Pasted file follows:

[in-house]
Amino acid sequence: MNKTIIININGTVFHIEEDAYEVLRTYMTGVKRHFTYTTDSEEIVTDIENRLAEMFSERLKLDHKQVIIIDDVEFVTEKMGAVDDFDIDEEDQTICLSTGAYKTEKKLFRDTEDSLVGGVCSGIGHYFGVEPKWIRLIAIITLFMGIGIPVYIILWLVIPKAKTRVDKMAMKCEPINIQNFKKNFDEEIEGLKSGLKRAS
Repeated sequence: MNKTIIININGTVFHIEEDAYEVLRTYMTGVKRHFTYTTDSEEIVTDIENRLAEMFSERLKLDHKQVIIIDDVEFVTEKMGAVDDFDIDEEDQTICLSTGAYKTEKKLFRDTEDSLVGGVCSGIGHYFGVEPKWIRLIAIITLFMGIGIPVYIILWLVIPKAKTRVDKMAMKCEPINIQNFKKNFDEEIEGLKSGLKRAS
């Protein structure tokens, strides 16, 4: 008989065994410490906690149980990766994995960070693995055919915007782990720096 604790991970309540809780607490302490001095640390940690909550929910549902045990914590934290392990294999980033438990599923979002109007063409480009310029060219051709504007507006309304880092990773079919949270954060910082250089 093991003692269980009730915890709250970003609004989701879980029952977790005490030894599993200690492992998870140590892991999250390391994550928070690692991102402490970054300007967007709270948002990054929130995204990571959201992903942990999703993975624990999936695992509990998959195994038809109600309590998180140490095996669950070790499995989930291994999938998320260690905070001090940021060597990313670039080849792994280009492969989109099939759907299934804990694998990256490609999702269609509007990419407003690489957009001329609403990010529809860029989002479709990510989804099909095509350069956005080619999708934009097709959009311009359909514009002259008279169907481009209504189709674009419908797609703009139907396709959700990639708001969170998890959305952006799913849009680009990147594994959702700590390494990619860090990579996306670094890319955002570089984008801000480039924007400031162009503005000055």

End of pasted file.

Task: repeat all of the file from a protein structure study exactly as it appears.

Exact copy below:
[in-house]
Amino acid sequence: MNKTIIININGTVFHIEEDAYEVLRTYMTGVKRHFTYTTDSEEIVTDIENRLAEMFSERLKLDHKQVIIIDDVEFVTEKMGAVDDFDIDEEDQTICLSTGAYKTEKKLFRDTEDSLVGGVCSGIGHYFGVEPKWIRLIAIITLFMGIGIPVYIILWLVIPKAKTRVDKMAMKCEPINIQNFKKNFDEEIEGLKSGLKRAS
Repeated sequence: MNKTIIININGTVFHIEEDAYEVLRTYMTGVKRHFTYTTDSEEIVTDIENRLAEMFSERLKLDHKQVIIIDDVEFVTEKMGAVDDFDIDEEDQTICLSTGAYKTEKKLFRDTEDSLVGGVCSGIGHYFGVEPKWIRLIAIITLFMGIGIPVYIILWLVIPKAKTRVDKMAMKCEPINIQNFKKNFDEEIEGLKSGLKRAS
């Protein structure tokens, strides 16, 4: 008989065994410490906690149980990766994995960070693995055919915007782990720096 604790991970309540809780607490302490001095640390940690909550929910549902045990914590934290392990294999980033438990599923979002109007063409480009310029060219051709504007507006309304880092990773079919949270954060910082250089 093991003692269980009730915890709250970003609004989701879980029952977790005490030894599993200690492992998870140590892991999250390391994550928070690692991102402490970054300007967007709270948002990054929130995204990571959201992903942990999703993975624990999936695992509990998959195994038809109600309590998180140490095996669950070790499995989930291994999938998320260690905070001090940021060597990313670039080849792994280009492969989109099939759907299934804990694998990256490609999702269609509007990419407003690489957009001329609403990010529809860029989002479709990510989804099909095509350069956005080619999708934009097709959009311009359909514009002259008279169907481009209504189709674009419908797609703009139907396709959700990639708001969170998890959305952006799913849009680009990147594994959702700590390494990619860090990579996306670094890319955002570089984008801000480039924007400031162009503005000055």